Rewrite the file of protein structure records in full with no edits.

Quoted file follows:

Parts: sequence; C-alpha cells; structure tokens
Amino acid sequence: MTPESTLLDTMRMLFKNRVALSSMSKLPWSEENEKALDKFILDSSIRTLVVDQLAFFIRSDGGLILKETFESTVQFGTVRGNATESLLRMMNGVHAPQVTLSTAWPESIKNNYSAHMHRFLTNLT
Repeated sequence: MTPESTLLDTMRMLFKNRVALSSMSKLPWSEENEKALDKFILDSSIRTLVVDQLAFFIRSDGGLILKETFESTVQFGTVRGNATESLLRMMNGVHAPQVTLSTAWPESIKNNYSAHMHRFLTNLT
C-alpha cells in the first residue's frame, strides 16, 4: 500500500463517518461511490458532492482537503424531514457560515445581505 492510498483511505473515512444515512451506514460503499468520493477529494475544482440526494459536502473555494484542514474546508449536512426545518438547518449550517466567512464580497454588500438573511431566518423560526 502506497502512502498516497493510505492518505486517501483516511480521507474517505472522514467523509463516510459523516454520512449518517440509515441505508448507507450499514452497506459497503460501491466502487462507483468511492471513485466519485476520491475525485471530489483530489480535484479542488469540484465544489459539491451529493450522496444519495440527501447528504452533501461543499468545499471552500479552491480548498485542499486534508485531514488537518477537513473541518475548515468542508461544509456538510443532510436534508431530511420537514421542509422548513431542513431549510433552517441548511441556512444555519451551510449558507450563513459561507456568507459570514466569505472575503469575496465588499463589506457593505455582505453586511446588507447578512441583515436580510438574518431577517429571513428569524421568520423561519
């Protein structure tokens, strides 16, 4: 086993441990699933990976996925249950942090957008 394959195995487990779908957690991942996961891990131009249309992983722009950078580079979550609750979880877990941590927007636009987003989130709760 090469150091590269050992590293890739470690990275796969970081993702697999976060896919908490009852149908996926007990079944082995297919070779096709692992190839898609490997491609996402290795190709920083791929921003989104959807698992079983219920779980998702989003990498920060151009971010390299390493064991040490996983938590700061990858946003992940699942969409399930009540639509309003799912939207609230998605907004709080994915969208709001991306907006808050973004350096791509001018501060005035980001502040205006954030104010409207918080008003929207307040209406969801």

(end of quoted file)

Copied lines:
Parts: sequence; C-alpha cells; structure tokens
Amino acid sequence: MTPESTLLDTMRMLFKNRVALSSMSKLPWSEENEKALDKFILDSSIRTLVVDQLAFFIRSDGGLILKETFESTVQFGTVRGNATESLLRMMNGVHAPQVTLSTAWPESIKNNYSAHMHRFLTNLT
Repeated sequence: MTPESTLLDTMRMLFKNRVALSSMSKLPWSEENEKALDKFILDSSIRTLVVDQLAFFIRSDGGLILKETFESTVQFGTVRGNATESLLRMMNGVHAPQVTLSTAWPESIKNNYSAHMHRFLTNLT
C-alpha cells in the first residue's frame, strides 16, 4: 500500500463517518461511490458532492482537503424531514457560515445581505 492510498483511505473515512444515512451506514460503499468520493477529494475544482440526494459536502473555494484542514474546508449536512426545518438547518449550517466567512464580497454588500438573511431566518423560526 502506497502512502498516497493510505492518505486517501483516511480521507474517505472522514467523509463516510459523516454520512449518517440509515441505508448507507450499514452497506459497503460501491466502487462507483468511492471513485466519485476520491475525485471530489483530489480535484479542488469540484465544489459539491451529493450522496444519495440527501447528504452533501461543499468545499471552500479552491480548498485542499486534508485531514488537518477537513473541518475548515468542508461544509456538510443532510436534508431530511420537514421542509422548513431542513431549510433552517441548511441556512444555519451551510449558507450563513459561507456568507459570514466569505472575503469575496465588499463589506457593505455582505453586511446588507447578512441583515436580510438574518431577517429571513428569524421568520423561519
């Protein structure tokens, strides 16, 4: 086993441990699933990976996925249950942090957008 394959195995487990779908957690991942996961891990131009249309992983722009950078580079979550609750979880877990941590927007636009987003989130709760 090469150091590269050992590293890739470690990275796969970081993702697999976060896919908490009852149908996926007990079944082995297919070779096709692992190839898609490997491609996402290795190709920083791929921003989104959807698992079983219920779980998702989003990498920060151009971010390299390493064991040490996983938590700061990858946003992940699942969409399930009540639509309003799912939207609230998605907004709080994915969208709001991306907006808050973004350096791509001018501060005035980001502040205006954030104010409207918080008003929207307040209406969801």